1,237 delegates and Trump

In the Miami debate, Trump blurted out that he didn't understand the delegate requirement of 1,237.  The number is apparently random.

Trump said at the debate:

If two of us get up there, I would say this, if -- if Marco, if the governor, if Ted had more votes than me in the form of delegates, I think whoever gets to the top position as opposed to solving that artificial number that was by somebody, which is a very random number, I think that whoever gets the most delegates should win. That's what I think. 

But it isn't random or artificial.  It's simple.  There are a total of 2,472 delegates in all the primaries and caucuses and in all the jurisdictions that hold them, including the at-large delegates, the congressional district delegates, and RNC delegates.  This was decided on before the race began.  Joining the race implies agreement with the process, much as enrolling in a college implies agreeing with the number of units needed to complete your major or general education requirements.

Half of 2,472 is 1,236 or exactly fifty percent.  The RNC quite sensibly requires a candidate to reach that number plus one, or 1,237, or 50.1%.

It is probable that no one – barring a political tornado hitting unexpectedly – will reach 1,237, unless Trump wins Ohio and Florida.  But let's assume he doesn't.  What then?  The convention is contested. 

After the first round of voting at the convention, and no one winning a majority, then the delegates are free or unattached, though I'm not sure what roles the three categories of delegates play with each other. 

In any case, here's how the rules should be drafted in simplest terms.  (1) Before each round of new voting can take place, the candidates who had the most delegates (the four leaders right now, excluding Carson, who has, significantly, now endorsed Trump, so he may encourage his delegates to vote for Trump) before the first round of voting should give speeches explaining why the delegates should switch to them.  Limit the speech to five minutes.  (2) Then the delegates vote.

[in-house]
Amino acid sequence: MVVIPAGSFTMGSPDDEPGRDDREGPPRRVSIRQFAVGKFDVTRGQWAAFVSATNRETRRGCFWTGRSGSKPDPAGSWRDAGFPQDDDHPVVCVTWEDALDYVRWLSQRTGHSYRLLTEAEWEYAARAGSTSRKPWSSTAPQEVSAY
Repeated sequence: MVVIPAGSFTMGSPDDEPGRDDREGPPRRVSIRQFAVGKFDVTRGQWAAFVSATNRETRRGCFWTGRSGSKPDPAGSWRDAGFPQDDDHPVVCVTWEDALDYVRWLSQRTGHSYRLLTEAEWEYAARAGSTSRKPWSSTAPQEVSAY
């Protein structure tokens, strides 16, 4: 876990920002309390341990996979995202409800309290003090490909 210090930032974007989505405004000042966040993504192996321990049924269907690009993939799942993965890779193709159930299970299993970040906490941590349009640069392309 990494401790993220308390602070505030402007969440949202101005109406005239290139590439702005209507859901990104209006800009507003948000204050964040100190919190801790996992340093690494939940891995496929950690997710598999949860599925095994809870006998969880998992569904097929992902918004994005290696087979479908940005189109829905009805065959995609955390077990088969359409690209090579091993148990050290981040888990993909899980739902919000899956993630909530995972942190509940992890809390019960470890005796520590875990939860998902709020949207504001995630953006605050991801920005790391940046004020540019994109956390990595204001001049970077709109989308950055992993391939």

They keep doing this until they reach a majority of 1,237 for one candidate.

Of course, the candidates can wheel and deal and perhaps form a coalition – say, Cruz-Rubio (though I prefer Rubio-Cruz) or any other combination.  But in Rubio's case, that may not be viable if he doesn't win Florida, so maybe a rule exists or can be agreed on beforehand that says you are excluded from being on the top of the ticket if you lose your state.

Whatever happens, Trump's supporters should not cry if the not-Trump delegates, who make up around two thirds right now, don't vote for him, but settle on one of the other three, mostly likely Cruz. 

The convention leaders must, however, keep the process open and guided by the vote; then the process is fair and democratic.  And there will be no (reasonable) accusations of a cabal of the so-called Establishment deciding things behind the closed doors of a smoke-filled room, twirling their Snidely Whiplash mustaches.  It will be the delegates who decide.

James Arlandson’s website is Live as Free people, where he has posted Reagan’s balanced and reasonable politics, Gov. Reagan’s Secret Missions (his outreach to minorities), and How conservatives can finally read America accurately (for a change).